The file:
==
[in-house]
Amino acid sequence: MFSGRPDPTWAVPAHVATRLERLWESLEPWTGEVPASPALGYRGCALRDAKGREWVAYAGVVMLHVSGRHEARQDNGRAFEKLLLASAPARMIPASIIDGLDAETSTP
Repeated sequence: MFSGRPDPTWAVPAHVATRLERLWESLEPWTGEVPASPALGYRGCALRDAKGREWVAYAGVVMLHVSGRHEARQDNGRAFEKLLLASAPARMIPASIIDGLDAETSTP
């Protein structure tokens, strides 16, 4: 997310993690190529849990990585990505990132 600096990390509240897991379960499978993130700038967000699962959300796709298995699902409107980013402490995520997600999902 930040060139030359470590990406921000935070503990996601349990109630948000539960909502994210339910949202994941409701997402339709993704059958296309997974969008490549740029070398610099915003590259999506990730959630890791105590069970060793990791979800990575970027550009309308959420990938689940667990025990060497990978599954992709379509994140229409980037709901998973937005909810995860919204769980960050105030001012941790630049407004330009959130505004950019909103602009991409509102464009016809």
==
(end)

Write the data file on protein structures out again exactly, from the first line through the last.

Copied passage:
[in-house]
Amino acid sequence: MFSGRPDPTWAVPAHVATRLERLWESLEPWTGEVPASPALGYRGCALRDAKGREWVAYAGVVMLHVSGRHEARQDNGRAFEKLLLASAPARMIPASIIDGLDAETSTP
Repeated sequence: MFSGRPDPTWAVPAHVATRLERLWESLEPWTGEVPASPALGYRGCALRDAKGREWVAYAGVVMLHVSGRHEARQDNGRAFEKLLLASAPARMIPASIIDGLDAETSTP
């Protein structure tokens, strides 16, 4: 997310993690190529849990990585990505990132 600096990390509240897991379960499978993130700038967000699962959300796709298995699902409107980013402490995520997600999902 930040060139030359470590990406921000935070503990996601349990109630948000539960909502994210339910949202994941409701997402339709993704059958296309997974969008490549740029070398610099915003590259999506990730959630890791105590069970060793990791979800990575970027550009309308959420990938689940667990025990060497990978599954992709379509994140229409980037709901998973937005909810995860919204769980960050105030001012941790630049407004330009959130505004950019909103602009991409509102464009016809």